Heat Illness: A Descriptive Analysis Within the U.S.
- Nicholas Tymvios (Bucknell University) | Michael Behm (East Carolina University) | Andrea Yunyan Jia (University of Hong Kong)
- Document ID
- American Society of Safety Engineers
- Professional Safety
- Publication Date
- June 2019
- Document Type
- Journal Paper
- 40 - 45
- 2019. American Society of Safety Professionals
- 0 in the last 30 days
- 6 since 2007
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- Heat-related illness in the U.S. construction industry is an underreported and under-researched OSH hazard, and these workers are potentially exposed to extreme temperatures that can adversely affect their well-being.
- This study used OSHA data to locate heat-related events. Most heat-related cases were found in California, although this is due to that state’s emphasis program on heat and indicates underreporting or under-identification of work-related heat illnesses in other states.
- Without a specific heat-related standard, OSHA uses the General Duty Clause to cite employers, but only after an incident occurs.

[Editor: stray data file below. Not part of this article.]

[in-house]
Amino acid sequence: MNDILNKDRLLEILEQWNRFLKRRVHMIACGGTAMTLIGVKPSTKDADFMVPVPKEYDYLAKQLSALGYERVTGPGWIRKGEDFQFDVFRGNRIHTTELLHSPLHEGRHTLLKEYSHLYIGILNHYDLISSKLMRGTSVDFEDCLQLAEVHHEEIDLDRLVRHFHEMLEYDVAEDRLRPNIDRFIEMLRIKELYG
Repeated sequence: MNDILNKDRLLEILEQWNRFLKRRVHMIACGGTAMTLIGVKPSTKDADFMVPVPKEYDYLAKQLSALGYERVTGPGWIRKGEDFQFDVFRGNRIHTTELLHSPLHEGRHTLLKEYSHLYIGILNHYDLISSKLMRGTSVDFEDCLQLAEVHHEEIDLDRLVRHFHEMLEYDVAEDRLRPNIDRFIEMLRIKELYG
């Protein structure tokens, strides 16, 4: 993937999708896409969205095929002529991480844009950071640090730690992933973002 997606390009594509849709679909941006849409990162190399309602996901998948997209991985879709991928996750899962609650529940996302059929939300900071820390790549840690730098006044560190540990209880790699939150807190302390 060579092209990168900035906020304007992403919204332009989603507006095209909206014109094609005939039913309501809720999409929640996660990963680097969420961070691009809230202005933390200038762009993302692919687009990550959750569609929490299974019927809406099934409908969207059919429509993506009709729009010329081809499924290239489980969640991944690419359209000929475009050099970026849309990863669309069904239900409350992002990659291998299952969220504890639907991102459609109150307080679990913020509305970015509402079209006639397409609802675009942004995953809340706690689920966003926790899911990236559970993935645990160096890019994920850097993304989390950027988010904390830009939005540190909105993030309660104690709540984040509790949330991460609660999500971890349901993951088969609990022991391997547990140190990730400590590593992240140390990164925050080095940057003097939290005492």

- This article aims to increase awareness of the hazard of heat stress, which seems to be underreported, and to encourage policymakers to improve reporting requirements in all U.S. states.
In construction, large portion of the work is performed outdoors. Extreme temperatures influence worker safety, and during summer months workers experience heat stress. The aim of this article is to increase awareness of the underreported hazard of heat stress in the U.S. through an epidemiological analysis of the heat-related fatalities and hospitalization cases recorded in the OSHA incident report database. This article adds to the body of knowledge by identifying heat stress as an overlooked occupational health hazard in the U.S. construction industry, and it aims to add value to industry practitioners and policymakers seeking to positively impact overall safety and health in construction.
Heat stress is the overall heat load on the human body that includes temperature, humidity and radiant heat in the thermal environment, and metabolic heat generated by physical activities (Lopez, 1996). Heat illness is the result of the body’s inability to expel heat, causing excessive sweat loss or an overly high body core temperature. Ailments that arise on construction sites because of excess heat are heat stroke, heat exhaustion, heat syncope (fainting) and heat rash (Lopez, 1996; McKinnon & Utley, 2005).
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